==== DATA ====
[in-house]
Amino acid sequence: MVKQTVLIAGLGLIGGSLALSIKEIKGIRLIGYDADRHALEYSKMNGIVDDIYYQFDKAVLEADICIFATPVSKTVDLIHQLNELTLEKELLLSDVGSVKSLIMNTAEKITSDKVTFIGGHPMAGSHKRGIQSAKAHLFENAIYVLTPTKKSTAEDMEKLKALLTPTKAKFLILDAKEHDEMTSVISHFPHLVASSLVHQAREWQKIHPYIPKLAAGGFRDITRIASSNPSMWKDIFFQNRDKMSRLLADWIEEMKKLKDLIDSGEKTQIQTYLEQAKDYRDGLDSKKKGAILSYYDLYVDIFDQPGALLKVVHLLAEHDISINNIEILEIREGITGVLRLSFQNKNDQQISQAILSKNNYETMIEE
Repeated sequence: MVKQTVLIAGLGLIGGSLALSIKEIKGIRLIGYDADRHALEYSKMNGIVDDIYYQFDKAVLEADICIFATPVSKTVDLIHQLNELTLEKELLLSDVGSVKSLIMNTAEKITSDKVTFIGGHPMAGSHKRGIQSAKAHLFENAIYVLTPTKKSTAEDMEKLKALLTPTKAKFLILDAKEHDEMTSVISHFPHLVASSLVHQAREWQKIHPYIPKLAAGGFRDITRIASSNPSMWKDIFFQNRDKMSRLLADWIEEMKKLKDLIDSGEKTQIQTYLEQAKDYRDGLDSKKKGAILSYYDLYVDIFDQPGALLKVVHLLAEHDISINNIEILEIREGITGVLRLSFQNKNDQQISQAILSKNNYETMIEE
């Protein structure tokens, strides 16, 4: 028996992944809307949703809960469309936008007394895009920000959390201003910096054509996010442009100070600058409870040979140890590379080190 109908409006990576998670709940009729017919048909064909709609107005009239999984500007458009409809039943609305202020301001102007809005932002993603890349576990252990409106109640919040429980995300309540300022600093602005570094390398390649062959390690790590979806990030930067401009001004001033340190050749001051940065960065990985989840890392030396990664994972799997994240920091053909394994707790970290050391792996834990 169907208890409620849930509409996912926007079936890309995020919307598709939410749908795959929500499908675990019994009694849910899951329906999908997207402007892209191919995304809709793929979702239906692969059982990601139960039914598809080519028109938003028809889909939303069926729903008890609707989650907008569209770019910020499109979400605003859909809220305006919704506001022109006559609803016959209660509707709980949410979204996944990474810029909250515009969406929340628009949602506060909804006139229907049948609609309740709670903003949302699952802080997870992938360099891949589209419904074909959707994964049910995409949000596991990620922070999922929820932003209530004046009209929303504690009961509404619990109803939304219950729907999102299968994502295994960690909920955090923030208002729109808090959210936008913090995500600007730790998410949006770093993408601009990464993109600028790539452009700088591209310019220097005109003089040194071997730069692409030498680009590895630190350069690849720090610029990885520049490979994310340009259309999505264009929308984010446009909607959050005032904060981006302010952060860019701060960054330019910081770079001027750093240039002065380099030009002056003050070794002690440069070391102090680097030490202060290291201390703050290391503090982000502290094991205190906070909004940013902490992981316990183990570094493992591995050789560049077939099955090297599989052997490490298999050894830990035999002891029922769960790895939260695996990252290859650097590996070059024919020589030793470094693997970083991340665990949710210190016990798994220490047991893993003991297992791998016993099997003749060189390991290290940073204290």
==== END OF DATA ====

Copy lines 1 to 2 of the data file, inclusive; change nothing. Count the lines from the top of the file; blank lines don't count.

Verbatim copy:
[in-house]
Amino acid sequence: MVKQTVLIAGLGLIGGSLALSIKEIKGIRLIGYDADRHALEYSKMNGIVDDIYYQFDKAVLEADICIFATPVSKTVDLIHQLNELTLEKELLLSDVGSVKSLIMNTAEKITSDKVTFIGGHPMAGSHKRGIQSAKAHLFENAIYVLTPTKKSTAEDMEKLKALLTPTKAKFLILDAKEHDEMTSVISHFPHLVASSLVHQAREWQKIHPYIPKLAAGGFRDITRIASSNPSMWKDIFFQNRDKMSRLLADWIEEMKKLKDLIDSGEKTQIQTYLEQAKDYRDGLDSKKKGAILSYYDLYVDIFDQPGALLKVVHLLAEHDISINNIEILEIREGITGVLRLSFQNKNDQQISQAILSKNNYETMIEE